Links from Astronautix.com (text above is from the first link):
Soyuz 11 failure investigation
Landing of Soyuz 11 and death of crew.
I have read elsewhere (don’t recall where off the top of my head) that autopsies showed significant hemorrhaging as well, but that the lack of oxygen is what really did them in. They definitely did not explode in any way.
I think the idea of people exploding comes from a common misunderstanding of the term “explosive decompression”. It just means that the air vents very rapidly, but people hear “explosive” and get an image in their minds of a person blowing up.
It occurs to me that my post above may be slightly misleading. The valve did not open immediately after undocking; it is believed that it opened when the orbital module of the Soyuz spacecraft was jettisoned, perhaps as a result of vibration although nobody really knows. Following this flight, all subsequent Soyuz flights have required the use of partial pressure suits so that the crew could survive this if it happened. (Fortunately, it hasn’t happened again.)
IIRC Luke Skywalker did it in one of Timothy Zahn’s Thrawn Trilogy Star Wars books — the term Zahn used was “cold-shirting”. I believe he did sustain a bit of damage (not to mention plowing directly into whoever was waiting in the airlock to catch him — I think it was Mara Jade) but managed to avoid the worst of it by virtue of being a powerful Jedi.
If that’s the one I’m thinking of, since they were in Earth orbit the longest-lasting effect was a severe sunburn, as there was no atmosphere to provide UV shielding.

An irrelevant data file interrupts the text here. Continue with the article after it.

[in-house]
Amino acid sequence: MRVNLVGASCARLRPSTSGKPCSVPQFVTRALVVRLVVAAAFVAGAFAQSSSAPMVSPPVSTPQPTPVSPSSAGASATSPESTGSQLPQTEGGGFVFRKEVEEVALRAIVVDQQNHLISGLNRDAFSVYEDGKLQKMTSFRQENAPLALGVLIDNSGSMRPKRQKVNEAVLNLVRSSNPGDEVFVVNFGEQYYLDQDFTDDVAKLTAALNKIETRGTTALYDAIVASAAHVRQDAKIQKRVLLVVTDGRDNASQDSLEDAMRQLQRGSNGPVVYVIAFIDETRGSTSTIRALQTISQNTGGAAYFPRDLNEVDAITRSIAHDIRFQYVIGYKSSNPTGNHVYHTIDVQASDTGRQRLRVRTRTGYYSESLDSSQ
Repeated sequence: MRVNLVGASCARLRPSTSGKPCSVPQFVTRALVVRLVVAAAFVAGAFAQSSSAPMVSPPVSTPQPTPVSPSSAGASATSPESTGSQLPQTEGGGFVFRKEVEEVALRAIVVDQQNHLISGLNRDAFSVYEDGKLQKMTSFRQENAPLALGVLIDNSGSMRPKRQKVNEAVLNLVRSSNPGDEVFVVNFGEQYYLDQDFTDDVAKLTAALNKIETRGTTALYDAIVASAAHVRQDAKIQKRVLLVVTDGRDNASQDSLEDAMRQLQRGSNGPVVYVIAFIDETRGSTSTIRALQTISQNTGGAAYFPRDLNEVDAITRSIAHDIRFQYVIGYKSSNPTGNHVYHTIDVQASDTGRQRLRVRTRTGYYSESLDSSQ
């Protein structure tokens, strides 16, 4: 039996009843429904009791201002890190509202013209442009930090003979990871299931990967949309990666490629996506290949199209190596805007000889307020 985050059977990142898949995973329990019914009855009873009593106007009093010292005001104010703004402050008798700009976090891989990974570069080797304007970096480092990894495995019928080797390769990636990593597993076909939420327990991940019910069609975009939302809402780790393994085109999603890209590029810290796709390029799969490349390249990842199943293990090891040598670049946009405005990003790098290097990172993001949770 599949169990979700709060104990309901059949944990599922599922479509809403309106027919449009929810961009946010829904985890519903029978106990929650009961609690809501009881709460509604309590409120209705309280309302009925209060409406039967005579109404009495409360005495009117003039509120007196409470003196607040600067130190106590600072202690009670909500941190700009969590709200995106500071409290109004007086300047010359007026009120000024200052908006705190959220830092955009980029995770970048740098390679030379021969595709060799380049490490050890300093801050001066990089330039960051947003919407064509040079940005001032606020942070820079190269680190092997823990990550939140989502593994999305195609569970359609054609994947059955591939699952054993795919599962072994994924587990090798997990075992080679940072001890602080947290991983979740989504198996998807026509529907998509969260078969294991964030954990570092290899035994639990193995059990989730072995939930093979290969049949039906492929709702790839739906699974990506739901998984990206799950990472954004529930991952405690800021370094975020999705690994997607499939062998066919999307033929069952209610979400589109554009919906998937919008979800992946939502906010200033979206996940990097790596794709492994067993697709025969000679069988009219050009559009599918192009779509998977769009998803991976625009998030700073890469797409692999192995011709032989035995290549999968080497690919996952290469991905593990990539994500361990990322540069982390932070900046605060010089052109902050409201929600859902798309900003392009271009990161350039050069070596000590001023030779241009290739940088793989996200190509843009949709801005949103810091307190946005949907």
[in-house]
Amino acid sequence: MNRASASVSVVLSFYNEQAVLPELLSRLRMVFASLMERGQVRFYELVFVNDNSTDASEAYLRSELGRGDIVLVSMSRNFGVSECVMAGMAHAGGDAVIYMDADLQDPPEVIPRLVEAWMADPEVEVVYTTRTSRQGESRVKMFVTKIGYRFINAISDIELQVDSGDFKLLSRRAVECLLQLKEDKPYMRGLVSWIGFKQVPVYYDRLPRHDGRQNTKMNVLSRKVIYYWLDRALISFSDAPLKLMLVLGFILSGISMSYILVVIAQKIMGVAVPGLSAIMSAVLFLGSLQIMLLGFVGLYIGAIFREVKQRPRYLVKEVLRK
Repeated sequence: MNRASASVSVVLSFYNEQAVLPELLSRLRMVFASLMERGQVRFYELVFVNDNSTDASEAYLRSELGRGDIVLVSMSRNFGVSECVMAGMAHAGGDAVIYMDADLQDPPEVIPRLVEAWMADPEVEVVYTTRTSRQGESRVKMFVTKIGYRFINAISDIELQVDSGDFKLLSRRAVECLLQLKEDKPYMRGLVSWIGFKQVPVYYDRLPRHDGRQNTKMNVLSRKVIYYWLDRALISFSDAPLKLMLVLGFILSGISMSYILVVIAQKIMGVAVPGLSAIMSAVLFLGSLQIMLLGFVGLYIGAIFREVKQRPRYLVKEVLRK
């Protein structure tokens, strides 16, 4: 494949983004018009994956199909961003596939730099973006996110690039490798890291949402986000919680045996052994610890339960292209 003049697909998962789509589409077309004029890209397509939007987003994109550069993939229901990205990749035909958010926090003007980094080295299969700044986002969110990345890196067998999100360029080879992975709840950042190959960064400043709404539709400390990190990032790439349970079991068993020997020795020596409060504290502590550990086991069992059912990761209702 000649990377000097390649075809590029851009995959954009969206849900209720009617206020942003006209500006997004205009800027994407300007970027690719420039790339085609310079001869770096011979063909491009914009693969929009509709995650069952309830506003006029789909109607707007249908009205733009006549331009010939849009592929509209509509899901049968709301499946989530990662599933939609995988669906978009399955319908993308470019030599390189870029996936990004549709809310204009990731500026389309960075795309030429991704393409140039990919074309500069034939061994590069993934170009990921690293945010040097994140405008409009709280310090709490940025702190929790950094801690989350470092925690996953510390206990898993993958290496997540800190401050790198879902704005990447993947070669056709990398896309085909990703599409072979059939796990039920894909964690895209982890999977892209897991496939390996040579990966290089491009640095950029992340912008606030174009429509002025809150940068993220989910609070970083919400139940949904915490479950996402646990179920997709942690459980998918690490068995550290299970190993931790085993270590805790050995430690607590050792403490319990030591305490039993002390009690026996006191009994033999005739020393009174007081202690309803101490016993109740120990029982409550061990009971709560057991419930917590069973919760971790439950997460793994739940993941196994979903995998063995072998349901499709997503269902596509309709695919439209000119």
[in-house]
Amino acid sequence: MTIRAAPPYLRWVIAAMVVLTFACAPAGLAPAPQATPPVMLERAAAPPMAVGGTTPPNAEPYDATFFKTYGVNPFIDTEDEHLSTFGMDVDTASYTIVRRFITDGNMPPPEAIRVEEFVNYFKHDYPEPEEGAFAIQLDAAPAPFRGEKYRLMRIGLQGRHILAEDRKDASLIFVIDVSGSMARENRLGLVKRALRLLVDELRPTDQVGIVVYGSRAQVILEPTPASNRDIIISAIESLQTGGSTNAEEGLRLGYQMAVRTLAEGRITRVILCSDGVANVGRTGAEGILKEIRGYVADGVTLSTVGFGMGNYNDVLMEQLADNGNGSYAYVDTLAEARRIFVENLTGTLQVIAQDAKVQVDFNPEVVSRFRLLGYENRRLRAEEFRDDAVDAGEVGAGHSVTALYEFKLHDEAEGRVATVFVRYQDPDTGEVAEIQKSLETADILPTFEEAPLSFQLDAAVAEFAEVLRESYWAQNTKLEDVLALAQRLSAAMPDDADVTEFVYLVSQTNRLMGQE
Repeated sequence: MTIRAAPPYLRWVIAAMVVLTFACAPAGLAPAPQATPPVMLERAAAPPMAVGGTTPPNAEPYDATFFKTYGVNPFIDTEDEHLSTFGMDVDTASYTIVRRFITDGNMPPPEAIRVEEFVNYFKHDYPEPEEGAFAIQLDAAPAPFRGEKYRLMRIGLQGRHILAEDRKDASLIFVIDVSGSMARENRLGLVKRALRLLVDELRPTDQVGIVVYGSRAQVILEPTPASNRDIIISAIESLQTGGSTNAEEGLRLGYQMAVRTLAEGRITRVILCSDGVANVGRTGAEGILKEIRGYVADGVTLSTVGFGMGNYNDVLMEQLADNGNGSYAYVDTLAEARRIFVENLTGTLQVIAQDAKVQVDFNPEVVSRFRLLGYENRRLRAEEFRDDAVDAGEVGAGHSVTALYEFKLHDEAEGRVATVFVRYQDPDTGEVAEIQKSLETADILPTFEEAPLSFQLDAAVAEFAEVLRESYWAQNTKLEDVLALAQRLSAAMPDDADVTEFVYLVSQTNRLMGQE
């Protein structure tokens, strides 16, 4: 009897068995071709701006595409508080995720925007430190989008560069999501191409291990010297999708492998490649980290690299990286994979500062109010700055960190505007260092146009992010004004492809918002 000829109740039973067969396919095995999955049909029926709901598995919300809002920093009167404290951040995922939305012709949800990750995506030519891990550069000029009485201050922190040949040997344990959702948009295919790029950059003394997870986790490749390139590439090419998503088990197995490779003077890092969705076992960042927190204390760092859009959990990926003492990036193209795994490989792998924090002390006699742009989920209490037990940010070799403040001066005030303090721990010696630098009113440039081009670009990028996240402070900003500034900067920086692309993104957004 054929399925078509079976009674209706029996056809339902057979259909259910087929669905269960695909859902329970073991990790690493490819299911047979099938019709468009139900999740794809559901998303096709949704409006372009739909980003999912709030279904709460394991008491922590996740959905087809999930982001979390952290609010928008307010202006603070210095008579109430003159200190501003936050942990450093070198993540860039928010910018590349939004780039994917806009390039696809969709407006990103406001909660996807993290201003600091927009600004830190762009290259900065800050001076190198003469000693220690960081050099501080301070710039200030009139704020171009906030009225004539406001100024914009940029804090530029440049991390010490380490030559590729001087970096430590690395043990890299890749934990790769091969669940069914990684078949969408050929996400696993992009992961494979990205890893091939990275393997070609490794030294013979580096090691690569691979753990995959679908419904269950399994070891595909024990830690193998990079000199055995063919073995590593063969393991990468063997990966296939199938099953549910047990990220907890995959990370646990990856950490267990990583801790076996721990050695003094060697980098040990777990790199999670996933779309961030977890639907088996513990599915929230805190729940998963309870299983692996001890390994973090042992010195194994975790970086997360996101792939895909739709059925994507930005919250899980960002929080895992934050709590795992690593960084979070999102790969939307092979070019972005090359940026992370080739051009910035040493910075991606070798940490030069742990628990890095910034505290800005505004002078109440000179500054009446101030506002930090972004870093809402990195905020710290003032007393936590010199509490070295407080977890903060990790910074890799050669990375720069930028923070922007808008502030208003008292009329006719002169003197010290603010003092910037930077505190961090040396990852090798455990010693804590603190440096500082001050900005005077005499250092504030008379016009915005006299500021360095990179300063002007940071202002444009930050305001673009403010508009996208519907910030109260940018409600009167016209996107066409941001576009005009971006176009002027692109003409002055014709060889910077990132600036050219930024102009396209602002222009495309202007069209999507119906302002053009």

Anybody got any thoughts on a related situation in movies like “Aliens”, where the protagonist is clinging to some railing while air rushes out the airlock? How fast would the air be rushing out? Would it even be possible to inhale/exhale in such an environment?
I seem to recall a essay that discussed this, by Asimov. The problem is, that I had several years of the magazine SciFi & Fantasy and I cannot begin to remember which issue it would have been in. I am also not certain that it was him – it might have been someone else, in which case, I cannot endorse the veracity of the assertion with certainty. Not that Asimov was the only authority or always right, but he was usually right whereas not everyone else who wrote from asserted authority was. It might well have been Larry Niven, in which case, it was probably accurate too.
Anyhow, the basic premise was that the force of losing pressure, straight from earth normal, to the vacuum of space, would be enough to remove one’s arms from the body. This was actually my major problem with the last Dr. Who of series two. With the amount of pressure buffeting them, the Dr and Rose, should have been sucked in, no matter how well they had anchored their arms. Of course, this would have been the end of Dr. Who so I am rather glad they didn’t.
But it doesn’t matter. Strictly speaking, it wasn’t a vacuum situation anyway. Objects uncontaminated with “void stuff” were completely unaffected, so there shouldn’t have been any pressure on them at all — assuming not much atmosphere was contaminated with void stuff. They weren’t being sucked into a vacuum, they were being drawn along by the void stuff on them. More like a magnetic attraction than anything else.
Which arguably should’ve made it much harder for them to avoid their fate than if it had merely been a vacuum situation. After all, it managed to suck in all of the baddies, so why not them? It could only have been a [url=http://www.jabootu.com/glossary.htm]Hero Battle Death Exemption[/url]. Another thing unexplained is why the baddies getting sucked along were drawn along arcing trajectories which conveniently managed to miss all of the intervening buildings — rather than simply following a straight line and leaving millions of Cyberman- and Dalek-shaped holes in all of the buildings in London.
Is diver’s sickness the same as what is called “the bends”? Wouldn’t that incapacitate you quickly?